CARS HOMES JOBS

Halfmoon at heart of building boom

Wednesday, July 24, 2013
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A construction worker attaches aluminum siding to a house under construction on Whitney Drive in The Eclave at the Sheldon Hills development in Halfmoon on Wednesday.
Photographer: Marc Schultz
A construction worker attaches aluminum siding to a house under construction on Whitney Drive in The Eclave at the Sheldon Hills development in Halfmoon on Wednesday.

— If you’re looking for housing in the Capital Region, you should have no trouble finding a place in Halfmoon.

The southern Saratoga County town led the Capital Region last year in residential development, according to recently released Census Bureau data.

If you’re not surprised, you’re hardly alone; Halfmoon has been leading the pack for some time now. With water and sewer hookups, a wealth of undeveloped land, and close proximity to chip manufacturing giant GlobalFoundries, the once-tiny town is now one of the fastest growing in the region.

“With the investments that they’ve made, like additional water

and sewer infrastructure, over the last decade or so, they remain in a very strong position for development,” said Rocky Ferraro, executive director of the Capital District Regional Planning Commission, a planning and resource center that analyzes data and trends in Albany, Rensselaer, Saratoga and Schenectady counties.

The commission released 2012 building permit data for each Capital Region municipality in its most recent newsletter, showing building permits increased 26.2 percent across the entire region last year after two straight years of decreases. Its figures are from the U.S. Department of Commerce and the U.S. Census Bureau’s construction statistics division.

The town of Halfmoon issued 181 building permits amounting to 255 units worth $41.3 million last year, an increase of nearly 50 percent from the year before. Town Planning Director Rich Harris said the Census figures are actually lower than reality, since not all permits were reported consistently from month to month.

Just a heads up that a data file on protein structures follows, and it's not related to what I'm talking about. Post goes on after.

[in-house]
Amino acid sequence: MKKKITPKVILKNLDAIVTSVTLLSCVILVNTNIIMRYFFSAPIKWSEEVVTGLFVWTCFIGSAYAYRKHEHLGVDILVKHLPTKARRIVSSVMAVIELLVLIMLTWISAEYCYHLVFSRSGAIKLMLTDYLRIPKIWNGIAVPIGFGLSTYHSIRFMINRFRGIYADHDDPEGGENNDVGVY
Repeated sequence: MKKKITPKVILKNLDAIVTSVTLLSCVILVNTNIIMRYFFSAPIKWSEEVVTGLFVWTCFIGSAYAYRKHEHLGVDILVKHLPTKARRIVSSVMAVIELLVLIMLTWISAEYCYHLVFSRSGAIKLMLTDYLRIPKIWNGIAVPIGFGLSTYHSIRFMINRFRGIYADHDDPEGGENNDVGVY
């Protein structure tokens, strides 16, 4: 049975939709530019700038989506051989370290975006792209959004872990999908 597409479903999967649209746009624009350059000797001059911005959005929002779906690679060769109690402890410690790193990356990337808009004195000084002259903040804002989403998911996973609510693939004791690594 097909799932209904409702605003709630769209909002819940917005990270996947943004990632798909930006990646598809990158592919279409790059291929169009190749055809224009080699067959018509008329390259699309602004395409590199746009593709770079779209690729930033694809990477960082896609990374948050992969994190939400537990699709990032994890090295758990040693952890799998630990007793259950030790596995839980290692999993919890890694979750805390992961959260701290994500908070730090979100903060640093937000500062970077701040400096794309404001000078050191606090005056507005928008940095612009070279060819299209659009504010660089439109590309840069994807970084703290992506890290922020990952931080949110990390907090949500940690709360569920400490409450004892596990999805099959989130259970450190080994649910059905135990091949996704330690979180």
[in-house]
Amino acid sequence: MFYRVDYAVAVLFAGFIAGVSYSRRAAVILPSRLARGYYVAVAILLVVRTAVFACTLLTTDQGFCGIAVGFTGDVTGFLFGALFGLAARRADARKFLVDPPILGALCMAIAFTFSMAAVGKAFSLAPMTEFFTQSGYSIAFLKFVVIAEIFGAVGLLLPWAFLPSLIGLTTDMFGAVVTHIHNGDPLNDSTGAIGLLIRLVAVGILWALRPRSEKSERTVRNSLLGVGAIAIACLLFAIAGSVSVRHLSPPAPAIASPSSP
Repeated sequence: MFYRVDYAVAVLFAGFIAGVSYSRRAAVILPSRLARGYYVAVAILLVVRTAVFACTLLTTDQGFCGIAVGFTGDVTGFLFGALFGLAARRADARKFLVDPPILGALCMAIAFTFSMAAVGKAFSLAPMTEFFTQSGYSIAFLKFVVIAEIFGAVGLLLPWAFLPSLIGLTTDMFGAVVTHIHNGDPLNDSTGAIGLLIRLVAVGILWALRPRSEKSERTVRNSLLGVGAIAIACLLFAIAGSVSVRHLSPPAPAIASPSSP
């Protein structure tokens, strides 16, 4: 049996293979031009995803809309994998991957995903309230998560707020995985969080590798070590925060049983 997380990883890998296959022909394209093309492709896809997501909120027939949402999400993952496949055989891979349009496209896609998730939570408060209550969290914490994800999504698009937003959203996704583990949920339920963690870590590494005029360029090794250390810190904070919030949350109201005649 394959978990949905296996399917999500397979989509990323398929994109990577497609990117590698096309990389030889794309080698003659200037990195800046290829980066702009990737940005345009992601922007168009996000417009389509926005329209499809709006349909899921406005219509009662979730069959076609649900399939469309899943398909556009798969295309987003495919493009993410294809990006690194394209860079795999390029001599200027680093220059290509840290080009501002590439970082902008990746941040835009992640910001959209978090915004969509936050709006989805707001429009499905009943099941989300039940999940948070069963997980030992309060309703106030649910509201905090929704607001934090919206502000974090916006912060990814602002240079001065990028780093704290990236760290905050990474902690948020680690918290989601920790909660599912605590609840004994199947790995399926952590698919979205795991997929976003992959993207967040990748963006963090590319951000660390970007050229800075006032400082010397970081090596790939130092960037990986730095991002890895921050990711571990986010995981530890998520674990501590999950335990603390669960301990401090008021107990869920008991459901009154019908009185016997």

“We think our numbers are actually quite higher than that,” he said.

Most residential development has cropped up in the central and northern pockets of town, he added. When the town adopted its comprehensive plan in 2003, officials actually predicted those areas of town would be targeted for light industry and manufacturing and have been surprised to see a residential explosion instead.

“We’re not seeing as much development pressure in the southern and eastern part of town for a few reasons,” said Harris. “Some of the reasons are the lack of municipal water and sewer. There are only pockets of it available to some of the farmlands and residentially zoned areas, but otherwise you would have to bring it in. And then there’s the topography; there are lots of grade changes and hills in the eastern part of town.”

Residential development has also exploded in the town of Colonie, which trailed only Halfmoon for the most building permits issued last year.

Located along the northern border of Albany County, Colonie issued 104 building permits for 176 units worth about $42 million — an increase of 21 percent from the year before. Most of this development has occurred in Boght Corners, a hamlet near the intersection of Boght Road and Route 9.

“Most of the new development, and there are several new developments in town, are in that area,” said town spokeswoman Sara Wiest. “And it makes sense, because it really is one of the largest undeveloped tracts of land that are still left in town.”

Some of those developments are new in the last few years and nearly sold out, like Lake Ridge, Parkside Estates, Cornerstone Meadows and Morningview Farms. Others are being done in phases and still to come, like Manchester Heights and the Condominiums at Canterbury Crossings.

The developers building these new homes tout things like access to municipal water and sewer, the town’s highly ranked schools, low taxes and good home values and their proximity to shopping centers.

“The fact is we have a large amount of previously undeveloped land that lends itself to new development,” said Wiest. “But beyond that, we have excellent schools, one of the lowest tax rates of all the surrounding areas, we’re centrally located, and we’re a beautiful town. I mean, it’s just beautiful here. And we are traditionally one of the safest towns in the country.”

Other Capital Region municipalities that issued a good chunk of building permits last year include the Saratoga County town of Charlton with 95 permits, the city of Saratoga Springs with 69 permits and the town of Ballston with 65 permits; the Schenectady County town of Niskayuna with 52 permits; and the Albany County town of Bethlehem with 51 permits.

 
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